This ERO review was part of a cluster of three in the BestStart Educare Ltd.

The Review Findings

The centre philosophy has recently been reviewed by the teaching team and reflects a collective vision for the centre. It is now timely for teachers to develop a shared understanding of high quality practice and use this understanding to develop indicators to inform curriculum design, implementation and review and evaluation. This will enable the service to ascertain how well they meet their vison.

Professional Service Managers provide regular feedback, support and guidance on the curriculum. They clearly identify strengths and areas for ongoing development. Some areas for improvement have been consistently identified over time. Increased support has been provided. However, the strategies implemented have not yet resulted in sufficient improvement.

Stronger leadership in curriculum design and implementation is a priority. Improved monitoring of teacher practice is required to ensure that high quality provision for children's early childhood education and care is consistently enacted.

The current practice of providing a range of planned activities around a theme provides a shared direction for the programme. The planning process requires improvement as it does not provide a sufficient level of complexity for children or clearly stated learning intentions to guide teachers practice. Once achieved this would assist with evaluating the outcomes for children's learning.

In the infant and toddler area, teachers are warm and responsive to children's cues. They work alongside children and use rich descriptive language to build their communication skills.

Children participate in a play-based programme. Those with additional learning needs are well supported. A focus on promoting healthy food and physical activity, and excursions into the local community extends the curriculum. Children play independently and alongside their peers. A stronger focus on promoting literacy and numeracy learning in the curriculum is required.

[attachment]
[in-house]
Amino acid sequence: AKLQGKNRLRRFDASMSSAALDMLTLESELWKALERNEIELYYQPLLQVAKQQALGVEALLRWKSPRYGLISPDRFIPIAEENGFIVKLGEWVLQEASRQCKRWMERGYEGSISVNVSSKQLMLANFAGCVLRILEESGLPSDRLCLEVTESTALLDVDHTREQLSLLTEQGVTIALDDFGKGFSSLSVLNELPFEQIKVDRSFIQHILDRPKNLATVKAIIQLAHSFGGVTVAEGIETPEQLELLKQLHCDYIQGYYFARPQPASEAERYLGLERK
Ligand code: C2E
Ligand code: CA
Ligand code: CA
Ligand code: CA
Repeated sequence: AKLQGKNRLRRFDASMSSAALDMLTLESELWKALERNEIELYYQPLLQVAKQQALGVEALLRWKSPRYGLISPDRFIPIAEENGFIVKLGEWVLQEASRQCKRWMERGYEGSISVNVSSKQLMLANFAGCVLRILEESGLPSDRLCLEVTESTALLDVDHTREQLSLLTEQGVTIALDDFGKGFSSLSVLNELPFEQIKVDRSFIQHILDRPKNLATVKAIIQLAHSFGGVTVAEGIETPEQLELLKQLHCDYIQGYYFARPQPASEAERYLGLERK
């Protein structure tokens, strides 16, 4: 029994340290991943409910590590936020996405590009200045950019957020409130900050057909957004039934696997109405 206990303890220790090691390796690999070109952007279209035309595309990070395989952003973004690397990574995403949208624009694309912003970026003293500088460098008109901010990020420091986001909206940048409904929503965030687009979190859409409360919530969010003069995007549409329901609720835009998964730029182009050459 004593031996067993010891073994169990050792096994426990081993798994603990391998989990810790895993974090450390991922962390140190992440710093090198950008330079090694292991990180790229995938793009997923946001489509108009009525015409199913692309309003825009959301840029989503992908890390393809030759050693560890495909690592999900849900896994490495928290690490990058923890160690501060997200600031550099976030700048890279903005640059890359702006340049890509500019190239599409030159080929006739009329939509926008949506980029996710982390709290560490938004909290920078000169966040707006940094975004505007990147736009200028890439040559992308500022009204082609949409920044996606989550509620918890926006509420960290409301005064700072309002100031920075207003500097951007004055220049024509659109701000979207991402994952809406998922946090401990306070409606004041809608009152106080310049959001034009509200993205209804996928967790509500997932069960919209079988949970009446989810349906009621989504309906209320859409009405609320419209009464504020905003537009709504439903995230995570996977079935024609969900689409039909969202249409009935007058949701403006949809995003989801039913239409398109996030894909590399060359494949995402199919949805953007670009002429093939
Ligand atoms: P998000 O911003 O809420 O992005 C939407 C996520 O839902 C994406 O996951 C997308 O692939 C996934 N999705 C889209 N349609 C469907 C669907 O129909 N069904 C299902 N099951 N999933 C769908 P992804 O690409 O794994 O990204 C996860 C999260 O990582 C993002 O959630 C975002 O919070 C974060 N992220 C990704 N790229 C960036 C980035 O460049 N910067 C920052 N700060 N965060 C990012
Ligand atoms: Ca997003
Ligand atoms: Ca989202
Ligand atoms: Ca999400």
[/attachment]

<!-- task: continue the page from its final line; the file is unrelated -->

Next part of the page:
The quality of teaching and learning was identified as an area for development in ERO's previous review. This has not been sufficiently addressed. Leaders and teachers should provide children with opportunities to make choices in their play and learning, and take a more purposeful approach to engaging children in problem solving and active exploration.

Practices for positively guiding children's behaviour are not consistently implemented. Clear expectations are stated in the guiding policy. Revisiting this policy to develop a shared understanding of appropriate practice is a key next step. Leaders should then regularly monitor teachers practice.

Leaders and teachers recognise that the integration of te reo me ngā tikanga Māori into the curriculum is an urgent next step. ERO agrees, as insufficient progress has been made since the previous ERO review.

Leaders have identified that promoting educational success for Māori children and for Pacific children are key next steps. Further developing leaders' and teachers' understanding of Ministry of Education publications will guide culturally responsive practice. These resources include Tatāiako: Cultural Competencies for Teachers of Māori Learners, Ka Hikitia: Accelerating Success 2013-2017 and Pasifika Education Plan 2013-2017.

Regular profile entries provide useful information for parents and whānau about their child’s participation and interests. There is a strong focus on celebrating children's developmental milestones, and at times, their learning. Key next steps for teachers are to more consistently identify and plan for children's significant learning. Documentation should clearly reflect this and show children's learning progression over time. Leaders should monitor the quality of assessment documentation and provide targeted support for teachers to improve their practice.